April 10, 2016

Good Shepherd Sunday Sermon 2016

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In 1941 two American songwriters wrote the now famous World War II standard “(Bluebirds over) the White Cliffs of Dover.” Made unforgettable by Dame Vera Lynn’s recording in 1942, the song quickly became an anthem for Allied soldiers fighting on the continent during the second Great War. On the one hand, the song tells the story of soldiers’ resilience, of their heartbreak and their homesickness: “I'll never forget the people I met,” sings Dame Vera, “Braving those angry skies / I remember well as the shadows fell / The light of hope in their eyes.” On the other hand, the song is a story of promise. Despite the bombs falling and the angry skies, the singer goes on to say: “There’ll be love and laughter / And peace ever after / Tomorrow / When the world is free / The shepherd will tend his sheep / The valley will bloom again / And Jimmy will go to sleep / In his own little room again / There’ll be bluebirds over / The white cliffs of Dover / Tomorrow / Just you wait and see.”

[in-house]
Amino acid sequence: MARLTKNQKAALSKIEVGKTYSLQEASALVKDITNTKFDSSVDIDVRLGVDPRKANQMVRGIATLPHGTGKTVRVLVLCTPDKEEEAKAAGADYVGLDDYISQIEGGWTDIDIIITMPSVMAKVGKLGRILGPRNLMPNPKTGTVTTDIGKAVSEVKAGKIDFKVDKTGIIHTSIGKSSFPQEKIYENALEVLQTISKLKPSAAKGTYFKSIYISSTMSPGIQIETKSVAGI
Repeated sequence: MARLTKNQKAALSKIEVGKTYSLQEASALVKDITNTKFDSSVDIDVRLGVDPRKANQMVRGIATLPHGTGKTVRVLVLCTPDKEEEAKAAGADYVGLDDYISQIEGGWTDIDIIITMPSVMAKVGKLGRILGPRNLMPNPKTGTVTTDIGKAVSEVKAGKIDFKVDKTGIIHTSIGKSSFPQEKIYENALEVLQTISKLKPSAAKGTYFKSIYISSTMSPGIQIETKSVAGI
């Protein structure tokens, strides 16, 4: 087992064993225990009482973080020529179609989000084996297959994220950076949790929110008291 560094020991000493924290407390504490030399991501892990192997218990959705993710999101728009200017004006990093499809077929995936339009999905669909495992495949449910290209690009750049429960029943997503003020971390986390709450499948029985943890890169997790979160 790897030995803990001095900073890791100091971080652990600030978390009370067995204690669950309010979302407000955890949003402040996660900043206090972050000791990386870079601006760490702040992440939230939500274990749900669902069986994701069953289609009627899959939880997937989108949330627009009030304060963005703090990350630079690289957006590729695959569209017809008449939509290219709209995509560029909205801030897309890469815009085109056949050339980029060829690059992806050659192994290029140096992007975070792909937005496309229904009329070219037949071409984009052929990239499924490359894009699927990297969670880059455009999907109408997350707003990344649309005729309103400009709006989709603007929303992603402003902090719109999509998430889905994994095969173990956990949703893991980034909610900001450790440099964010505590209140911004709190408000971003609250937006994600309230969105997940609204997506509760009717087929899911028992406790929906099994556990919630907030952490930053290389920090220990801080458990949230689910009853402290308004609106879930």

The song’s vision of peace draws on well-known images from the Scriptures. Dame Vera sang of war-torn valleys blossoming, echoing words from the prophet Isaiah. She sang of a shepherd tending his sheep and gathering the lambs scattered by war and violence, alluding to the images of the Good Shepherd found throughout the Scriptures, including in this morning’s Gospel. ...

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